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How To Save Money On Autism Therapy Supplies
Not only is there a high emotional toll to be paid by parents when they have a child on the Autism Spectrum, there is a hefty financial one as well. A recent study revealed that family earnings when a child has autism are 28 per cent lower than those of a child without a health limitation. The real kicker is that while our incomes are going down, our expenses are going up. One-on-one therapy doesn't come cheap. Factor in the cost of respite, learning materials, safety items and a myriad of other things you never imagined you'd need, and your financial reserves can quickly become depleted. Now more than ever, we have to be penny-wise with whatever precious funds we are able to allocate to our children's therapy. Here are ten ways to help you stretch those therapy dollars.
1. Check out garage sales
Garage and yard sales are an excellent way to get learning materials and powerful reinforcers for your child. You can score some awesome toys, videos and other novel items that would otherwise cost you a fortune to buy new.
2. Get great used stuff online
Scour local sites like kijiji, craigslist and ebay. Not only can you save money, but you're also likely to find things that simply aren't available at your local toy shop like that set of Disney Aristocats figurines from McDonald's Happy Meals back in the '90s that my son simply adores.
These sites are of course also ideal for selling those items you are no longer using.
3. Ask for teacher discounts
Many educational shops and bookstores offer discounts to teachers, but will often extend this savings to parents of home-schoolers, especially when the student has special needs. It never hurts to ask... the worst they can do is say no!
4. Look for deals on office supplies
It's amazing how quickly we go through cardstock and other office supplies in order to keep up with our therapy program's need for new flashcards. Don't make the mistake of thinking that the only place you can buy office supplies is at an office supply store. I've found fantastic deals on paper online. The local dollar store is also a great resource for replenishing your office supplies, not to mention a host of other handy items like timers, books, puzzles and arts and crafts supplies.
5. Share materials with other parents
Network with other parents in your area and share toys and learning materials. While families who have kids with special needs may have more items, you may be able to benefit from exchanges with parents of neurotypical kids as well.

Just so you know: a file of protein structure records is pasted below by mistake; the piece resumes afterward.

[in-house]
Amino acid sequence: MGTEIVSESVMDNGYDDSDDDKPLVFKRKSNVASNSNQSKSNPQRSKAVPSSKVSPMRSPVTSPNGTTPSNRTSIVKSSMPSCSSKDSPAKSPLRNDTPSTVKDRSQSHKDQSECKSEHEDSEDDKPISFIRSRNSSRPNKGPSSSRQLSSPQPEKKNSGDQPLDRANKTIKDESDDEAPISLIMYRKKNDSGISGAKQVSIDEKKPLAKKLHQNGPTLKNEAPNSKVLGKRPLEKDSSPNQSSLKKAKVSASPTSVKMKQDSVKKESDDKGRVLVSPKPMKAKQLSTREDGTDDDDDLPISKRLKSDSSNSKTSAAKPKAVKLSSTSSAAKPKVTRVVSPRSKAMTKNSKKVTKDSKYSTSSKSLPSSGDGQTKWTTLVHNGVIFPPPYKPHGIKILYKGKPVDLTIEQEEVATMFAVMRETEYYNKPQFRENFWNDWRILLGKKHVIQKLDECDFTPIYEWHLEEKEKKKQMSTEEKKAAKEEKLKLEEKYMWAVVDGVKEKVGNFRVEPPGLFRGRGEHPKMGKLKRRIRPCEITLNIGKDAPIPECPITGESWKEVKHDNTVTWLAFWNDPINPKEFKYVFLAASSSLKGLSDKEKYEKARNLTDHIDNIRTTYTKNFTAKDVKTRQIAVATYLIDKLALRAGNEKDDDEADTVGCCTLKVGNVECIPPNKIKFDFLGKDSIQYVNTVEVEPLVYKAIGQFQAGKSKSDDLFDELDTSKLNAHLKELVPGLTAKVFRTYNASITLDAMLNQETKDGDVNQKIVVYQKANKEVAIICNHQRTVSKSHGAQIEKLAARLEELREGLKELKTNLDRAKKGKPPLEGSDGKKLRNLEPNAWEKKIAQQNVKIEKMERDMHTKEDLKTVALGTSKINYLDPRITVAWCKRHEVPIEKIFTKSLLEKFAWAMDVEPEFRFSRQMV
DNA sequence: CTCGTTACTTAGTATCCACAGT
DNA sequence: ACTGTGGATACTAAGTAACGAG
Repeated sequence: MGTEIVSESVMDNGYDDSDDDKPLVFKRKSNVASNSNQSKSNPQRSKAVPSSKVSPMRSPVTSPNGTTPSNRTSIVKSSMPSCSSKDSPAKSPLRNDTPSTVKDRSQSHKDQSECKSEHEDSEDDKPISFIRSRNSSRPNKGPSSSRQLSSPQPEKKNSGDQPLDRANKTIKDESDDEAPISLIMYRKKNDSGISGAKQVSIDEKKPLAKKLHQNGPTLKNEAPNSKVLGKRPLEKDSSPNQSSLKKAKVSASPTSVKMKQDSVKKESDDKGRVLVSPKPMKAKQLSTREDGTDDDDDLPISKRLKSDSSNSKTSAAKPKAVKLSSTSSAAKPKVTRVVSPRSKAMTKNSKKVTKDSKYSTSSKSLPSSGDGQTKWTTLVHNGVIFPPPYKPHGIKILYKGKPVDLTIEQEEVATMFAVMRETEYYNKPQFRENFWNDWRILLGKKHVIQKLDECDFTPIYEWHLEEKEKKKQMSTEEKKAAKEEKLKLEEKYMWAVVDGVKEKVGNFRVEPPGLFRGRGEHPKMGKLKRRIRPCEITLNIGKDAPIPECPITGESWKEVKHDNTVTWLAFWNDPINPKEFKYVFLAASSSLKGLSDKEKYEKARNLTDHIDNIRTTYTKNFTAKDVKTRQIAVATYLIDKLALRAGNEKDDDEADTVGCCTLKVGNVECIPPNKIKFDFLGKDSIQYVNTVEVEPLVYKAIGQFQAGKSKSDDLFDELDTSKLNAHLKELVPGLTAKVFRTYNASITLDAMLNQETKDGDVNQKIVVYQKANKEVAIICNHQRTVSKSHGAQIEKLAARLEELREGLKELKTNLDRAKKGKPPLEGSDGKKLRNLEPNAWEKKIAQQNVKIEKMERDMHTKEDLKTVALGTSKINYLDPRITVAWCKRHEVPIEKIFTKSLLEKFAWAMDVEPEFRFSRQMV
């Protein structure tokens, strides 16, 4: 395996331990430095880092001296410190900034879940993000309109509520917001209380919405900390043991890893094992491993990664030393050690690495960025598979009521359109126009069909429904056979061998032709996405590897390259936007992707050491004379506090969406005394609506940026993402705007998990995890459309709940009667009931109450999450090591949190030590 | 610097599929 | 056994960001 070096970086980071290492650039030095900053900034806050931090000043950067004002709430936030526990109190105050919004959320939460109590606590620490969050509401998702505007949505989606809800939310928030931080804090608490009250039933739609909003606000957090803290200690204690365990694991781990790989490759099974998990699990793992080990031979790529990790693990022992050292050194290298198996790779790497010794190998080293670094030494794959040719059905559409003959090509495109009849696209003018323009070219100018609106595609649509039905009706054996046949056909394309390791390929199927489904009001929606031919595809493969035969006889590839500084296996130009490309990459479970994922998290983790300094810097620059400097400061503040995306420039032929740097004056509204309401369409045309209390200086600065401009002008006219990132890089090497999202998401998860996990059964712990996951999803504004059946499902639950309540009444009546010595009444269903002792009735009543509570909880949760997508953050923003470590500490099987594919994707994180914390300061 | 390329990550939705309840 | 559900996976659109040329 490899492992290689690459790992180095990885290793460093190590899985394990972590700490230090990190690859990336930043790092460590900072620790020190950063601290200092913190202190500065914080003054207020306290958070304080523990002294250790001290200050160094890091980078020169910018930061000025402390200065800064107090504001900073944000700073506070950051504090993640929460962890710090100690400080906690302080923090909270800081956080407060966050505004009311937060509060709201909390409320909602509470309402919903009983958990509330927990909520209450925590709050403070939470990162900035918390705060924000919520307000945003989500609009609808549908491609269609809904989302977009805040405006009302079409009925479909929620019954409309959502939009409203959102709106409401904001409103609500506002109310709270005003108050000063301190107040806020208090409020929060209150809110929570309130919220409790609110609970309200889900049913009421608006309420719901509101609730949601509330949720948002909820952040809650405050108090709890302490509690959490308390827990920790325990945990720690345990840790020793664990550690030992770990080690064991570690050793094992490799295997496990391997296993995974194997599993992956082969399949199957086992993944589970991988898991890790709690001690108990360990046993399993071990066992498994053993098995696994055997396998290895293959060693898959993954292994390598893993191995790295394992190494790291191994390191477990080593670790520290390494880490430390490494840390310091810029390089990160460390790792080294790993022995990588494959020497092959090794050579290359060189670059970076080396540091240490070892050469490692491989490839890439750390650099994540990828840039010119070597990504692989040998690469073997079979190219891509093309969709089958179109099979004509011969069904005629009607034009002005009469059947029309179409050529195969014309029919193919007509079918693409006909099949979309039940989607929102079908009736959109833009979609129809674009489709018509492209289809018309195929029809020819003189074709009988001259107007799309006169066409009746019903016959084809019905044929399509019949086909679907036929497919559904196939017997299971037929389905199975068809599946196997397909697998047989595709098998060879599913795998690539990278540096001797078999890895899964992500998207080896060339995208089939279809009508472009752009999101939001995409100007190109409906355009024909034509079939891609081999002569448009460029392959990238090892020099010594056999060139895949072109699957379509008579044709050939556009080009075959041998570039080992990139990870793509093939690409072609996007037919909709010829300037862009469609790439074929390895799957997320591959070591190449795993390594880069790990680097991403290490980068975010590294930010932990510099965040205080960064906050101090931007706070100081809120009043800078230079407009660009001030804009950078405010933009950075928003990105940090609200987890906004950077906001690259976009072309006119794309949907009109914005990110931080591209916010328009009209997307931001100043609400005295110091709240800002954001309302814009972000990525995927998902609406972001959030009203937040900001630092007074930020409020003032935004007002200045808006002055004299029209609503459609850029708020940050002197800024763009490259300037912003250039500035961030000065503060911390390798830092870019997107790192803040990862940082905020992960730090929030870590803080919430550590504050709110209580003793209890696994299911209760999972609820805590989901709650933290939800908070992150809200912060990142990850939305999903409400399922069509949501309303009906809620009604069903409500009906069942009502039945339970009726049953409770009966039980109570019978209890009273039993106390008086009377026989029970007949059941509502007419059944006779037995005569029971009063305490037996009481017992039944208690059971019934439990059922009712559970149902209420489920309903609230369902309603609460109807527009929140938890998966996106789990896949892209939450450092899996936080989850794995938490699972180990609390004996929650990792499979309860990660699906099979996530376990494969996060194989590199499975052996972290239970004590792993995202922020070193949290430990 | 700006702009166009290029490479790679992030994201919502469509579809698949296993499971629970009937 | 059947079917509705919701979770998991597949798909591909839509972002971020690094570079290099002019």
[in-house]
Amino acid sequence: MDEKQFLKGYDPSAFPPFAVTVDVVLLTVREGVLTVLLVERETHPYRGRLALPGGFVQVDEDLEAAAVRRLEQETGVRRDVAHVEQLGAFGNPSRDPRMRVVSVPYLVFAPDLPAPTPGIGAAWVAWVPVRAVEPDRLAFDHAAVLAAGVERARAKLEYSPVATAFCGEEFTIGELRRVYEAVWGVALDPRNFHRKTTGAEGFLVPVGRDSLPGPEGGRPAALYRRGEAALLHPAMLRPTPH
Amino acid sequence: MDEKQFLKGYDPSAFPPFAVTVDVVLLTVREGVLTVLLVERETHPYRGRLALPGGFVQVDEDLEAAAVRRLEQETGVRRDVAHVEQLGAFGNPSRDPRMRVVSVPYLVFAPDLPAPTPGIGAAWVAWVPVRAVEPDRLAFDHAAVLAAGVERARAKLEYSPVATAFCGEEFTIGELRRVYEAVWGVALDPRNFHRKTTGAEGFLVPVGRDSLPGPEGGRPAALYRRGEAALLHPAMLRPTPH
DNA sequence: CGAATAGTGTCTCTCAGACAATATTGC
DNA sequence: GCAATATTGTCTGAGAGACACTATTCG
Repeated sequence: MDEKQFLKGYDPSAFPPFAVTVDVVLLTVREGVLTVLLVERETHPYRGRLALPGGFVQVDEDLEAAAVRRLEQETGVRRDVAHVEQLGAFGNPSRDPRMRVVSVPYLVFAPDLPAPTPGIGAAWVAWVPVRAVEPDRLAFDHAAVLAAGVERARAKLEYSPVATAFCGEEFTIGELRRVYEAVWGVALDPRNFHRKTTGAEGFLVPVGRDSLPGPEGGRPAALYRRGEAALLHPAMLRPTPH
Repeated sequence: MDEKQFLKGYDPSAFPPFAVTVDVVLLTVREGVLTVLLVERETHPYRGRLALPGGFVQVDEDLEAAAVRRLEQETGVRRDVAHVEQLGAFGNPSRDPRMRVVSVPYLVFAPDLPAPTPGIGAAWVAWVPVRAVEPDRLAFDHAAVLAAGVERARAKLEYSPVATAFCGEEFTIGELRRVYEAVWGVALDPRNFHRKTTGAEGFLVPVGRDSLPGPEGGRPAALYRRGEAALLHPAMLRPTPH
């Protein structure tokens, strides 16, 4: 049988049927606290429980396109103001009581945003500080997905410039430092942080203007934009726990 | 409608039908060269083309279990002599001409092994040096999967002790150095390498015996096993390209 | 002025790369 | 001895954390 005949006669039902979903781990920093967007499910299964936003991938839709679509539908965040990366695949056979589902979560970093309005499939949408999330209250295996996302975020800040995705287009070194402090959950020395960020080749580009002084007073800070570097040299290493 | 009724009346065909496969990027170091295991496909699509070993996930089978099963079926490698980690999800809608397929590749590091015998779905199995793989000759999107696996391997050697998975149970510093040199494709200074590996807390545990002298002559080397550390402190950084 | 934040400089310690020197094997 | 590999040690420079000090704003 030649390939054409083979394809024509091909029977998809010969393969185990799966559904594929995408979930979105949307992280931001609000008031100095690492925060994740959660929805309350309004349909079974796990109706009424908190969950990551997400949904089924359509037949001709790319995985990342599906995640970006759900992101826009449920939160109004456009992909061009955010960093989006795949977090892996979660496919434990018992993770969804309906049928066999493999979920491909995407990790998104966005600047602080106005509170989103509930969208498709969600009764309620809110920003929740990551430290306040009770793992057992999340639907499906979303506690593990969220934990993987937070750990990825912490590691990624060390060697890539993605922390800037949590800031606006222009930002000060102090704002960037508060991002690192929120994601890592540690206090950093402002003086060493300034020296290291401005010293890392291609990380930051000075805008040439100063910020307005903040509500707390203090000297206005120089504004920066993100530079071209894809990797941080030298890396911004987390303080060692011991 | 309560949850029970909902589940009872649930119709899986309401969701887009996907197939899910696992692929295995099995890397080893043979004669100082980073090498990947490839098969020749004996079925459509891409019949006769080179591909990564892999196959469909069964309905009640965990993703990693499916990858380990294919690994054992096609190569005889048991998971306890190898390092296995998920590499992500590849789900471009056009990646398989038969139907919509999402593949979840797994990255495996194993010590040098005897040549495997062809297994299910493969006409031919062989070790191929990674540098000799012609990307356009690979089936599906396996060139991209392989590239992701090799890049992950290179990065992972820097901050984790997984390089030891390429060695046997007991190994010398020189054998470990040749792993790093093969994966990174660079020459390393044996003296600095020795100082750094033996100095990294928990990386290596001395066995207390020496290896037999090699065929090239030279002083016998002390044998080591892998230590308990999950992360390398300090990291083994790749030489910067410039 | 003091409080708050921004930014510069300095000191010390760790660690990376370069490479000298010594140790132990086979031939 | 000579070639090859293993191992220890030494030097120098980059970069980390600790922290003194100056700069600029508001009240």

6. Buy a laser printer
I question the wisdom of us teaching my son how to independently print images he finds on the Internet! Like many individuals on the Autism Spectrum, he is an extremely visual learner and takes tremendous joy in simply looking at pictures of things he loves over and over again so he's almost constantly clicking that print button! Furthermore, despite the fact that we do rely heavily upon his iPad as a teaching tool, we still resort to paper for much of his learning material so the volume of printing we do is quite high to say the least. After doing some careful research, we decided that a laser printer was the way to go. While the initial financial outlay for the printer and its four pricey ink cartridges is high, when you look at the long-term expenses for printing, the price per sheet is reduced exponentially with a laser printer compared to using a cheaper inkjet printer.
7. Buy materials in bulk
If you have the storage space and ability to pay more up front, buy in bulk because the long-term savings will make it well worthwhile. Velcro® is one example where this definitely pays off. Instead of picking up a small package containing a dozen or so dots that we would go through in no time, I buy my Velcro® by the wheel online from a place called IDL displays.
Buying laminating sheets in bulk also yields great savings. The Lamination Depot has great prices on 100-per-pack boxes of letter-sized 5 Mil pouches.
8. Make your own stimuli
Instead of buying counters to work on numeracy or beads to practice fine motor skills, use everyday objects like popcorn for counting or dried pasta for threading.
9. Laminate papers that are used often
While laminating sleeves are not cheap, lamination can save money in the long run, preventing you from having to waste paper and ink by reprinting the same pages over and over. Laminated flashcards will last much longer which is ideal as you'll likely have to refer back to older cards from time to time to ensure that mastery of previously learned words is maintained.
Instead of printing the same coloring and worksheets over and over again, they too can be laminated and reused by using a dry-erase marker.
10. Search the Internet for free resources
There's an almost endless number of free resources available online that you can incorporate into your therapy program including:
- games (e.g. Sesame Street.org, PBSgames.org, nick.com)
- data sheets (e.g. Mariposa School Polyxo.com, Postively Autism)
- printable worksheets (e.g. Free Phonics Worksheets)
- online flashcards (e.g. Jacob's Lessons, KidsGoFlash.com)
- printable flashcards (e.g. Kids' Pages for Small Ages, brillkids, eFlashcards)